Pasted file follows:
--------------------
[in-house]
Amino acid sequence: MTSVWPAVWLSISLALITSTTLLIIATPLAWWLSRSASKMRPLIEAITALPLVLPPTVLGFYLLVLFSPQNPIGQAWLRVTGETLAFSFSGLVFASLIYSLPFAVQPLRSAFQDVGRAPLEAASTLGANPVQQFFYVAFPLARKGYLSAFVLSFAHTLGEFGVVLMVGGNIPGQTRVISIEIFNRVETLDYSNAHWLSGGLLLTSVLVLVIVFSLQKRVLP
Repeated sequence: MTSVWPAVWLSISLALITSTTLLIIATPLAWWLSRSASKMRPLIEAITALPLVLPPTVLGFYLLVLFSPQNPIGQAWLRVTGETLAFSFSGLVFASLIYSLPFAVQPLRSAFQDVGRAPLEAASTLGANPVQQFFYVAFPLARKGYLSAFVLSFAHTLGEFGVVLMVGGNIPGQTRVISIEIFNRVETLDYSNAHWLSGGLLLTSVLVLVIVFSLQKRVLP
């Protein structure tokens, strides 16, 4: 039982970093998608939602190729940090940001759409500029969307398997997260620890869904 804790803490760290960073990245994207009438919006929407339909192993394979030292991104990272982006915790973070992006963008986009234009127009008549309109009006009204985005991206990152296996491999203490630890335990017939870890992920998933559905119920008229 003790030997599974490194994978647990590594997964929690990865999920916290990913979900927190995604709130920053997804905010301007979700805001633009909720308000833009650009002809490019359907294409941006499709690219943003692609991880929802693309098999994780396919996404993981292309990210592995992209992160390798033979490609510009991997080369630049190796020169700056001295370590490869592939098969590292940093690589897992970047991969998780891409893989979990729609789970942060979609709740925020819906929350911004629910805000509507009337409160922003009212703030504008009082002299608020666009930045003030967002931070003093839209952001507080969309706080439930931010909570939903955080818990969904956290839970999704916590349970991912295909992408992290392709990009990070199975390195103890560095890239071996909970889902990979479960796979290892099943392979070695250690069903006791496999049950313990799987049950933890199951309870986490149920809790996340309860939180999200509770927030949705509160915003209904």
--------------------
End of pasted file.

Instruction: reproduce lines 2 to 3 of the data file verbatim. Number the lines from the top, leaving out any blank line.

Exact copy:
Amino acid sequence: MTSVWPAVWLSISLALITSTTLLIIATPLAWWLSRSASKMRPLIEAITALPLVLPPTVLGFYLLVLFSPQNPIGQAWLRVTGETLAFSFSGLVFASLIYSLPFAVQPLRSAFQDVGRAPLEAASTLGANPVQQFFYVAFPLARKGYLSAFVLSFAHTLGEFGVVLMVGGNIPGQTRVISIEIFNRVETLDYSNAHWLSGGLLLTSVLVLVIVFSLQKRVLP
Repeated sequence: MTSVWPAVWLSISLALITSTTLLIIATPLAWWLSRSASKMRPLIEAITALPLVLPPTVLGFYLLVLFSPQNPIGQAWLRVTGETLAFSFSGLVFASLIYSLPFAVQPLRSAFQDVGRAPLEAASTLGANPVQQFFYVAFPLARKGYLSAFVLSFAHTLGEFGVVLMVGGNIPGQTRVISIEIFNRVETLDYSNAHWLSGGLLLTSVLVLVIVFSLQKRVLP